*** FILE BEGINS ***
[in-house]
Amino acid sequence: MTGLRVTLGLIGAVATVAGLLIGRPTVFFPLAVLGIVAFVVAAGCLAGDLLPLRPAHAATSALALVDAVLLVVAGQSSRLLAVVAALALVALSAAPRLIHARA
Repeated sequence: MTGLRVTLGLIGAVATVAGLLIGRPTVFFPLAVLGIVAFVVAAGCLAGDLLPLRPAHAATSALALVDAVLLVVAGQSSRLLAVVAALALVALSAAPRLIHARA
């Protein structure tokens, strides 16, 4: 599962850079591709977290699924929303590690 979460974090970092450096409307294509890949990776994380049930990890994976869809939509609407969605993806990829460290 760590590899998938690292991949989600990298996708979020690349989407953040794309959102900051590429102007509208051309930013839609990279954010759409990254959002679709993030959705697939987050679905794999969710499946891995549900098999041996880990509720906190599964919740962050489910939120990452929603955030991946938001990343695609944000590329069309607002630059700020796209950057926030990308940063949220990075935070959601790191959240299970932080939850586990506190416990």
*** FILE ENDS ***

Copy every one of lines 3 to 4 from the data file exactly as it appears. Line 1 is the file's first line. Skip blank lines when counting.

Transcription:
Repeated sequence: MTGLRVTLGLIGAVATVAGLLIGRPTVFFPLAVLGIVAFVVAAGCLAGDLLPLRPAHAATSALALVDAVLLVVAGQSSRLLAVVAALALVALSAAPRLIHARA
């Protein structure tokens, strides 16, 4: 599962850079591709977290699924929303590690 979460974090970092450096409307294509890949990776994380049930990890994976869809939509609407969605993806990829460290 760590590899998938690292991949989600990298996708979020690349989407953040794309959102900051590429102007509208051309930013839609990279954010759409990254959002679709993030959705697939987050679905794999969710499946891995549900098999041996880990509720906190599964919740962050489910939120990452929603955030991946938001990343695609944000590329069309607002630059700020796209950057926030990308940063949220990075935070959601790191959240299970932080939850586990506190416990």